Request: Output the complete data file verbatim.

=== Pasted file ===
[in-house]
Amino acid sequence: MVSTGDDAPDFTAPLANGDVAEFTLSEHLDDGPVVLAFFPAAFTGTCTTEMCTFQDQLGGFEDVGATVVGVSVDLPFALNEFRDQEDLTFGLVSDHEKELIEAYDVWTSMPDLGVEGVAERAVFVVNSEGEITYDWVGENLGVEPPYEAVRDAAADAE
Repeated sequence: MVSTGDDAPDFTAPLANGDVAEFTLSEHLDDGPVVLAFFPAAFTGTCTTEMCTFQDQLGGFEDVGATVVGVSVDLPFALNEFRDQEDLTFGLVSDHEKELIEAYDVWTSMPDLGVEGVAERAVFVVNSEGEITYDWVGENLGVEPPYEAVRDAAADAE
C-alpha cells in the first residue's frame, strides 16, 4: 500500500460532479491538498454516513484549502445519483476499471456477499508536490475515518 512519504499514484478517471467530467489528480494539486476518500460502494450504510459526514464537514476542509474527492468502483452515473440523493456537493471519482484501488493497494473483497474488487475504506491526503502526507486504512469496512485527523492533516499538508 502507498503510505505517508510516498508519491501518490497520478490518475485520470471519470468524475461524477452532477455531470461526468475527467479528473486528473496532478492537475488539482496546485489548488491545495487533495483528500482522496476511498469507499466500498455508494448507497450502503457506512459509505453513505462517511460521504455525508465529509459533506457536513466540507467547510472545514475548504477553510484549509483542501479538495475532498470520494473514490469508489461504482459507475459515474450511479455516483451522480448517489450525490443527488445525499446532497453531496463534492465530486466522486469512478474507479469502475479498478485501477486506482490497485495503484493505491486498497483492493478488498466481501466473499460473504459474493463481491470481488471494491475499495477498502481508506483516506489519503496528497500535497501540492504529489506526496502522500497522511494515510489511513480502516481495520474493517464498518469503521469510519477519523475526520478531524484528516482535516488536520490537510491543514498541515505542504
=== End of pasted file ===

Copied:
[in-house]
Amino acid sequence: MVSTGDDAPDFTAPLANGDVAEFTLSEHLDDGPVVLAFFPAAFTGTCTTEMCTFQDQLGGFEDVGATVVGVSVDLPFALNEFRDQEDLTFGLVSDHEKELIEAYDVWTSMPDLGVEGVAERAVFVVNSEGEITYDWVGENLGVEPPYEAVRDAAADAE
Repeated sequence: MVSTGDDAPDFTAPLANGDVAEFTLSEHLDDGPVVLAFFPAAFTGTCTTEMCTFQDQLGGFEDVGATVVGVSVDLPFALNEFRDQEDLTFGLVSDHEKELIEAYDVWTSMPDLGVEGVAERAVFVVNSEGEITYDWVGENLGVEPPYEAVRDAAADAE
C-alpha cells in the first residue's frame, strides 16, 4: 500500500460532479491538498454516513484549502445519483476499471456477499508536490475515518 512519504499514484478517471467530467489528480494539486476518500460502494450504510459526514464537514476542509474527492468502483452515473440523493456537493471519482484501488493497494473483497474488487475504506491526503502526507486504512469496512485527523492533516499538508 502507498503510505505517508510516498508519491501518490497520478490518475485520470471519470468524475461524477452532477455531470461526468475527467479528473486528473496532478492537475488539482496546485489548488491545495487533495483528500482522496476511498469507499466500498455508494448507497450502503457506512459509505453513505462517511460521504455525508465529509459533506457536513466540507467547510472545514475548504477553510484549509483542501479538495475532498470520494473514490469508489461504482459507475459515474450511479455516483451522480448517489450525490443527488445525499446532497453531496463534492465530486466522486469512478474507479469502475479498478485501477486506482490497485495503484493505491486498497483492493478488498466481501466473499460473504459474493463481491470481488471494491475499495477498502481508506483516506489519503496528497500535497501540492504529489506526496502522500497522511494515510489511513480502516481495520474493517464498518469503521469510519477519523475526520478531524484528516482535516488536520490537510491543514498541515505542504